Impact The collaborative papers (totals over 30) have been published, with the latest in the scope of the MRC-funded project. 1. 2014 Slovak, M, Kazimirova, M, Siebenstichova, M, Ustanikova, K, Klempa, B, Gritsun, T, Gould, EA and Nuttall, PA. Survival dynamics of tick-borne encephalitis virus in Ixodes ricinus ticks. Ticks and tick-borne diseases. 10.1016/j.ttbdis.2014.07.019 2. 2014 Gritsun, DJ, Jones, IM, Gould, EA and Gritsun, TS. Molecular archaeology of Flaviviridae untranslated regions: duplicated RNA structures in the replication enhancer of flaviviruses and pestiviruses emerged via convergent evolution. PLoS One, 9, e92056. 3. 2011 Tuplin, A, Evans, DJ, Buckley, A, Jones, IM, Gould, EA and Gritsun, TS. Replication enhancer elements within the open reading frame of tick-borne encephalitis virus and their evolution within the Flavivirus genus. Nucleic Acids Res, 39, 7034-48. 4. 2010 Gould, EA, Coutard, B, Malet, H, Morin, B, Jamal, S, Weaver, S, Gorbalenya, A, Moureau, G, Baronti, C, Delogu, I, Forrester, N, Khasnatinov, M, Gritsun, T, de Lamballerie, X and Canard, B. Understanding the alphaviruses: recent research on important emerging pathogens and progress towards their control. Antiviral Res, 87, 111-24. Some publications are still in preparation (to be added following publication)
Start Year 2006
 
Description University of Warwick 
Organisation University of Warwick
Department School of Life Sciences
Country United Kingdom 
Sector Academic/University 
PI Contribution I provided the collaborators with research data that became the subject for collaborative studies
Collaborator Contribution Professor Evans and Dr. Tuplin introduced new statistical methods to analyse the secondary RNA structures of Tick-borne encephalitis virus. This will extend our knowledge of RNA structures that might have an impact on virus transmission in ticks.
Impact The paper has been published in a high impact journal 2011 Tuplin, A, Evans, DJ, Buckley, A, Jones, IM, Gould, EA and Gritsun, TS. Replication enhancer elements within the open reading frame of tick-borne encephalitis virus and their evolution within the Flavivirus genus. Nucleic Acids Res, 39, 7034-48.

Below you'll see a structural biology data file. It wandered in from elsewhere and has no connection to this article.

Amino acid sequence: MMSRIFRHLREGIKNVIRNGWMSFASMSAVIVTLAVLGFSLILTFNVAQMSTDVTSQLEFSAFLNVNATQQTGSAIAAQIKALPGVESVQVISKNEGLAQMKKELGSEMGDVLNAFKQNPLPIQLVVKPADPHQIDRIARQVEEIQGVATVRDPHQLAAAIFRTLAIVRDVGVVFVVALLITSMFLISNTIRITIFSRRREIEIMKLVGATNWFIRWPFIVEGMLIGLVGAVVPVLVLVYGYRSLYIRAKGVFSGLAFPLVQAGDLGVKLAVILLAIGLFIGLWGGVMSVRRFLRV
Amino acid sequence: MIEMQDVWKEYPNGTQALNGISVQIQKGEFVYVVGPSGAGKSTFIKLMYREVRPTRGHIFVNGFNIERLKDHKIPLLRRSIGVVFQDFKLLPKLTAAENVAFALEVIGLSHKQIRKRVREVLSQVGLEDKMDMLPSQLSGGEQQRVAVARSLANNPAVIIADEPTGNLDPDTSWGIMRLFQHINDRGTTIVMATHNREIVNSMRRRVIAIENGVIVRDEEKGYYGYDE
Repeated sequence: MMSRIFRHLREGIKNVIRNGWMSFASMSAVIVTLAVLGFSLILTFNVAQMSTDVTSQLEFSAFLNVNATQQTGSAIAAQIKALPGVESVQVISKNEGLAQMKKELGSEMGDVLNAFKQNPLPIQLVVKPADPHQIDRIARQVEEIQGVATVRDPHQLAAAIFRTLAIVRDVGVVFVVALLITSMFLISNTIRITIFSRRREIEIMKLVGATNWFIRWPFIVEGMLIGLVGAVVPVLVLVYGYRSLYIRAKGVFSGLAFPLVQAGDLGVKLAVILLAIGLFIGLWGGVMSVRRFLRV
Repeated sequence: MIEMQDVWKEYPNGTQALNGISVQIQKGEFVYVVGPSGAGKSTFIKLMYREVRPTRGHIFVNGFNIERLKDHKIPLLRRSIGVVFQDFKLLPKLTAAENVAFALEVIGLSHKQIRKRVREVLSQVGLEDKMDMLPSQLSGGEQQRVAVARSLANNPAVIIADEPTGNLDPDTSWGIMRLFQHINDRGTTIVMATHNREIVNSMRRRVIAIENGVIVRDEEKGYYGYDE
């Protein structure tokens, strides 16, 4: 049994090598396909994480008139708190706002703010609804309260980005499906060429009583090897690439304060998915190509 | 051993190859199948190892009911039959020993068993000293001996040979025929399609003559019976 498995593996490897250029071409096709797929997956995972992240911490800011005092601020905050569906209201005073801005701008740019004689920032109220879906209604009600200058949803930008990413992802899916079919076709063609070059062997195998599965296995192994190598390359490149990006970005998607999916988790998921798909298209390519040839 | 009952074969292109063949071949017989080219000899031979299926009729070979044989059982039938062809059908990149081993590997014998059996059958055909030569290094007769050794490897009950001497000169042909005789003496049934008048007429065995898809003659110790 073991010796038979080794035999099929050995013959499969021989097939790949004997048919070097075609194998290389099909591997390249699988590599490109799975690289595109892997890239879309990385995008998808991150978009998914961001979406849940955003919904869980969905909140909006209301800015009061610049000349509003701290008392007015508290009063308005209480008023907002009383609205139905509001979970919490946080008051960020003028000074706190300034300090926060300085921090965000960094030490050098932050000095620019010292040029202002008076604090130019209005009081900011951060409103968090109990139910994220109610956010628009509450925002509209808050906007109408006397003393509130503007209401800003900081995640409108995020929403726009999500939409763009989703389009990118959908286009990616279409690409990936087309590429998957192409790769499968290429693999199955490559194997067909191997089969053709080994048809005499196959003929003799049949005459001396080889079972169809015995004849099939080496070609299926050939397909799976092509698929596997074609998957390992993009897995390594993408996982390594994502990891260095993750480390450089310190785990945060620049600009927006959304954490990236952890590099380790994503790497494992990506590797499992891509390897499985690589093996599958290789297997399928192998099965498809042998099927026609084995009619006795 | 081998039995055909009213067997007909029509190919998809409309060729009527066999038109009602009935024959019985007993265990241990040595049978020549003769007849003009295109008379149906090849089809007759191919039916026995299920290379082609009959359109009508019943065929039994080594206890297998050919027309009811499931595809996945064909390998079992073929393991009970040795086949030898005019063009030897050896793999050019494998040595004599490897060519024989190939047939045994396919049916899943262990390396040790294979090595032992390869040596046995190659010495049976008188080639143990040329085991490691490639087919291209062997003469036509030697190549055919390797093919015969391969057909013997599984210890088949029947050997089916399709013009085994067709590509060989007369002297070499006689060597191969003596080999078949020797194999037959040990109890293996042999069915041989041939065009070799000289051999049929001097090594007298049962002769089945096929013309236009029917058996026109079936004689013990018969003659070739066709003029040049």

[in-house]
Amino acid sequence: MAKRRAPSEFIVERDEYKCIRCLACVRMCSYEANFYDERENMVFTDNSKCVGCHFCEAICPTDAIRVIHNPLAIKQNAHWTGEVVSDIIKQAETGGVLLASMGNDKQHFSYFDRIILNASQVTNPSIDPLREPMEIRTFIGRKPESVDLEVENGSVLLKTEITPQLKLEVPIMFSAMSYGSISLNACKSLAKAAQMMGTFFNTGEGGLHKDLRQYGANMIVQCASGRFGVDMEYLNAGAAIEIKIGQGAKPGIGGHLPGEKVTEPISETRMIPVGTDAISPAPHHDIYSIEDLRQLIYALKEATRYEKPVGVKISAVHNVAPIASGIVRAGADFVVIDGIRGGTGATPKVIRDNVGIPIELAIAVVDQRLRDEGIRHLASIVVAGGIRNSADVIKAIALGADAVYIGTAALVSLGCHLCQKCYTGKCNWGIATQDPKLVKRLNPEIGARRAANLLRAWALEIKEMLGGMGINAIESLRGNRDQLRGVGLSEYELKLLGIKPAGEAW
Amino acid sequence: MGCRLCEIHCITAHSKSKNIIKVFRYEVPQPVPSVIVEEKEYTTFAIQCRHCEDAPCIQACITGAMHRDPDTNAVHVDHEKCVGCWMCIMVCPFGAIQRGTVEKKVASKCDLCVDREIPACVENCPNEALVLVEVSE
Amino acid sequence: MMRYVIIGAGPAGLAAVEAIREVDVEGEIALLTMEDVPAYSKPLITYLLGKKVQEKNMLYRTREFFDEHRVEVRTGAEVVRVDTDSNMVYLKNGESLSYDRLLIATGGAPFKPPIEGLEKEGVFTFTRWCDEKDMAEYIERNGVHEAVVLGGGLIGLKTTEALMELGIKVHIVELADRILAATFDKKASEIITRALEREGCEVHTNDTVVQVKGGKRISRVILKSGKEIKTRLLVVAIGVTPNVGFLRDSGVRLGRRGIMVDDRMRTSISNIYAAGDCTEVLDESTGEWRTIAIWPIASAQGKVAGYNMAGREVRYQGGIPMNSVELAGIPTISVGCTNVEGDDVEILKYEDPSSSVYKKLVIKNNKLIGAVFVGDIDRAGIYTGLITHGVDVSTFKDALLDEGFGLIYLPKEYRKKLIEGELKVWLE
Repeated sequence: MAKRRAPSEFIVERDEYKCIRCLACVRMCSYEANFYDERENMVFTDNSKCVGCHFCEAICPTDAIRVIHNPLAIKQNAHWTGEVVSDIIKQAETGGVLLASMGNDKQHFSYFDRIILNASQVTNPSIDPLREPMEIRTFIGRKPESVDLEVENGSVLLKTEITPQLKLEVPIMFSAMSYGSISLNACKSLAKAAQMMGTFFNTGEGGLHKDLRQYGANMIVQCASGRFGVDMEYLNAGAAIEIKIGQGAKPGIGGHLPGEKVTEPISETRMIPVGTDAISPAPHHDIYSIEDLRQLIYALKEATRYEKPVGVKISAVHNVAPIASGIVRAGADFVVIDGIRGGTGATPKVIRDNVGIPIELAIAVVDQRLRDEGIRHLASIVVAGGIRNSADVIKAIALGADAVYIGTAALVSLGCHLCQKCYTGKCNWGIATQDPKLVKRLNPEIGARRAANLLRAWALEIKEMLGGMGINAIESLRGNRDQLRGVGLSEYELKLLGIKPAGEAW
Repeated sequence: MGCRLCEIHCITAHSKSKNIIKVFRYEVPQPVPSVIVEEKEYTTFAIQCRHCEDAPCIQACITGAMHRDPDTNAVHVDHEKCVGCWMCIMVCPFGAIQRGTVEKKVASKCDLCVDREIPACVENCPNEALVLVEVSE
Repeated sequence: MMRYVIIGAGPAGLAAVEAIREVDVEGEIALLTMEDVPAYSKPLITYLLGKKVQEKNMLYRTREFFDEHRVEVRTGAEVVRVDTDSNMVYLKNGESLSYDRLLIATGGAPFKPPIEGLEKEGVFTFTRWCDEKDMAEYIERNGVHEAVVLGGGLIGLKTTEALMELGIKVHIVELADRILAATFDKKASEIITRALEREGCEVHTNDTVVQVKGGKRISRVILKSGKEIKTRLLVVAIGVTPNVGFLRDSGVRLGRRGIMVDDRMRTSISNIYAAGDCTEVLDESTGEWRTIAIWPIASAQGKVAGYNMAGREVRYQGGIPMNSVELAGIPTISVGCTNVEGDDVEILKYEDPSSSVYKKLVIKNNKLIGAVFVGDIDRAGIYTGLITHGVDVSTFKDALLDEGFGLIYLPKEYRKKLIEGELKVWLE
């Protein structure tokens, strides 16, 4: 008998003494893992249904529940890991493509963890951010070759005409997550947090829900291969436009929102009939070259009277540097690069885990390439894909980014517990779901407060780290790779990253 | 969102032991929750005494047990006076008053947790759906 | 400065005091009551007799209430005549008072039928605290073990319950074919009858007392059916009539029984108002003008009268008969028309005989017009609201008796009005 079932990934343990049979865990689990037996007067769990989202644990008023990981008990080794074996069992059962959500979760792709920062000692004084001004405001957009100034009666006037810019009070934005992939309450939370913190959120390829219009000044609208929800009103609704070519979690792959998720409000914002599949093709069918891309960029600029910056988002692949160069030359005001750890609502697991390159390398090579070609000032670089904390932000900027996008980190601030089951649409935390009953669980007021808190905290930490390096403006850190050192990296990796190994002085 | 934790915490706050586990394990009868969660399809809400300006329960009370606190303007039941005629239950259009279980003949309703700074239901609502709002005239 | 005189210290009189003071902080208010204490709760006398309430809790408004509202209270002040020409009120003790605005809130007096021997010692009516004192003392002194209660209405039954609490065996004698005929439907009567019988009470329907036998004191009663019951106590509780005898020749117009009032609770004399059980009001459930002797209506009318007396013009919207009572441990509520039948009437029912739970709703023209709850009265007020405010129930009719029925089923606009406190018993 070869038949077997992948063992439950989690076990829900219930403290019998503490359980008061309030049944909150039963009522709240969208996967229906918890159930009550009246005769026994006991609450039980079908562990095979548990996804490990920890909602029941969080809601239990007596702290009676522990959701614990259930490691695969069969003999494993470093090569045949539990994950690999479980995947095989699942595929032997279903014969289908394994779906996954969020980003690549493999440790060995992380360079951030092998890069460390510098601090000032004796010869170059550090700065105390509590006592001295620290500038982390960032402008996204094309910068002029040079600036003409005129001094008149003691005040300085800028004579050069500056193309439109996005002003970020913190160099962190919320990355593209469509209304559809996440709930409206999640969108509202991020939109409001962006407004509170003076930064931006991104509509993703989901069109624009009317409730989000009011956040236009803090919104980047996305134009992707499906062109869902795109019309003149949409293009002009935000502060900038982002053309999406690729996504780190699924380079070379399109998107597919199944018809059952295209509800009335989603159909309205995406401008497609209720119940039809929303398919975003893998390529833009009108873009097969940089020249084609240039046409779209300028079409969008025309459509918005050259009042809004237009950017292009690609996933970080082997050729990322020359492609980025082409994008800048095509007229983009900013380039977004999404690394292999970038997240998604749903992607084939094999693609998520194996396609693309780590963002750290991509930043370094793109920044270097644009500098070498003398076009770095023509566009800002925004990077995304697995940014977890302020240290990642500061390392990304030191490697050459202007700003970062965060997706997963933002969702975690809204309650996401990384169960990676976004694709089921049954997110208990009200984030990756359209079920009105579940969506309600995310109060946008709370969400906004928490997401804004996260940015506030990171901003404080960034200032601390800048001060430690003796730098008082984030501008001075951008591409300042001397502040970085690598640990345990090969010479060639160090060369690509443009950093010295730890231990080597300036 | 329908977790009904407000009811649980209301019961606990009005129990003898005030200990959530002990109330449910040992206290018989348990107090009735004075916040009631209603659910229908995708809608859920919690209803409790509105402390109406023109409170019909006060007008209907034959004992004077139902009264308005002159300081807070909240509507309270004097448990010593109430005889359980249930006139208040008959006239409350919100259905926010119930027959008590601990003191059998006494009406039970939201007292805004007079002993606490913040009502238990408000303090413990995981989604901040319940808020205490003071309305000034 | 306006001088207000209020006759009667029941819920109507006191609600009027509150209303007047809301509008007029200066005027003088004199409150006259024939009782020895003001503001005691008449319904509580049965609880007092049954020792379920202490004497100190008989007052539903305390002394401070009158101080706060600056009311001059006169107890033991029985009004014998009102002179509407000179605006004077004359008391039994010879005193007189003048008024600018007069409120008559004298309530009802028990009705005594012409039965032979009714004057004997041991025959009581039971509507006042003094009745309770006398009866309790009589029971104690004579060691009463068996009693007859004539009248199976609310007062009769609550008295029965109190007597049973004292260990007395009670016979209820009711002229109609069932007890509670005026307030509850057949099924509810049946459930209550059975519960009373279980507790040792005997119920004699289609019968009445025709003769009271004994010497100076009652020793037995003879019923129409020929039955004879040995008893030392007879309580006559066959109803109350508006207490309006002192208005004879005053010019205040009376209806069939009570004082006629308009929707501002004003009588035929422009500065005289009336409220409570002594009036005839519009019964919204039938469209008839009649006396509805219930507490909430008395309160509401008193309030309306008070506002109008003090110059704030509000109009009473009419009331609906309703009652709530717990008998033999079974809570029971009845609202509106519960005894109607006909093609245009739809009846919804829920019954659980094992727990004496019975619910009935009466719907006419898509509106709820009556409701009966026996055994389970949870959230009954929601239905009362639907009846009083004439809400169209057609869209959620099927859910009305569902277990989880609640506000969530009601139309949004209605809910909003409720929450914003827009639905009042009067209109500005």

Start Year 2008
 
Title Chimaeric viruses on the basis of tick-borne encephalitis virus 
Description New recombinant viruses, chimaeras between virulent and attenuated strains of tick-borne encephalitis virus (TBEV) have been produced. The comparison of their biological properties will enable to identify virus genes responsible for the different virus pathogenic properties in humans. 
Type Support Tool - For Fundamental Research
Current Stage Of Development Initial development
Year Development Stage Completed 2011
Development Status Under active development/distribution
Impact New information has been obtained about the ant-apoptotic mechanisms of tick-borne encephalitis virus 
 
Title Viruses with point mutations in the capsid gene of tick-borne encephalitis virus 
Description Viruses with point mutations in the capsid gene of tick-borne encephalitis virus (TBEV) has been produced and analysed. The TBEV replication enhancer element has been identified using these viruses as a tool for the research. 
Type Support Tool - For Fundamental Research
Current Stage Of Development Initial development
Year Development Stage Completed 2010
Development Status Closed
Impact A new fundamental knowledge has been produced that proves the proposed concept about functional relationships between promoter and enhancer elements of flaviviruses